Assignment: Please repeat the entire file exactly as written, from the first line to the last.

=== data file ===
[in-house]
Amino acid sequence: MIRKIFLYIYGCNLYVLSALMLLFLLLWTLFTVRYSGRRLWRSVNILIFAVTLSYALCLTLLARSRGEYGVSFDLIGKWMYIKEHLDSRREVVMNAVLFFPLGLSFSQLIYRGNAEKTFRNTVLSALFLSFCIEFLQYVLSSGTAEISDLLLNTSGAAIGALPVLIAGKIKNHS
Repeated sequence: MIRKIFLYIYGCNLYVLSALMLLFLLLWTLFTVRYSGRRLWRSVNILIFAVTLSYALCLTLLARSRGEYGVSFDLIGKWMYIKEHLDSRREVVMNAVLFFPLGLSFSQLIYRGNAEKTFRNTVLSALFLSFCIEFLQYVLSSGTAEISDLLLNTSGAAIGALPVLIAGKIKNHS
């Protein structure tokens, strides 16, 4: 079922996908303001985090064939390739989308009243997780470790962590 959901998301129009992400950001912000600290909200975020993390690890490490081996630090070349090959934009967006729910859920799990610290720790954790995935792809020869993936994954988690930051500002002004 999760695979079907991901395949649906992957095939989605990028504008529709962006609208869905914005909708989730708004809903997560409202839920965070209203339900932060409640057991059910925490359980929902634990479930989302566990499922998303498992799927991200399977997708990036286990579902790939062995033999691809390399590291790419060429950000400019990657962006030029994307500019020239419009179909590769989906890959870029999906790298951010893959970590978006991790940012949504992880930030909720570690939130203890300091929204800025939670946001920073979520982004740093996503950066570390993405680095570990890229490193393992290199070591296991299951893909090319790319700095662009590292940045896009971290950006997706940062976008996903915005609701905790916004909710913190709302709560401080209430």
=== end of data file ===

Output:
[in-house]
Amino acid sequence: MIRKIFLYIYGCNLYVLSALMLLFLLLWTLFTVRYSGRRLWRSVNILIFAVTLSYALCLTLLARSRGEYGVSFDLIGKWMYIKEHLDSRREVVMNAVLFFPLGLSFSQLIYRGNAEKTFRNTVLSALFLSFCIEFLQYVLSSGTAEISDLLLNTSGAAIGALPVLIAGKIKNHS
Repeated sequence: MIRKIFLYIYGCNLYVLSALMLLFLLLWTLFTVRYSGRRLWRSVNILIFAVTLSYALCLTLLARSRGEYGVSFDLIGKWMYIKEHLDSRREVVMNAVLFFPLGLSFSQLIYRGNAEKTFRNTVLSALFLSFCIEFLQYVLSSGTAEISDLLLNTSGAAIGALPVLIAGKIKNHS
């Protein structure tokens, strides 16, 4: 079922996908303001985090064939390739989308009243997780470790962590 959901998301129009992400950001912000600290909200975020993390690890490490081996630090070349090959934009967006729910859920799990610290720790954790995935792809020869993936994954988690930051500002002004 999760695979079907991901395949649906992957095939989605990028504008529709962006609208869905914005909708989730708004809903997560409202839920965070209203339900932060409640057991059910925490359980929902634990479930989302566990499922998303498992799927991200399977997708990036286990579902790939062995033999691809390399590291790419060429950000400019990657962006030029994307500019020239419009179909590769989906890959870029999906790298951010893959970590978006991790940012949504992880930030909720570690939130203890300091929204800025939670946001920073979520982004740093996503950066570390993405680095570990890229490193393992290199070591296991299951893909090319790319700095662009590292940045896009971290950006997706940062976008996903915005609701905790916004909710913190709302709560401080209430």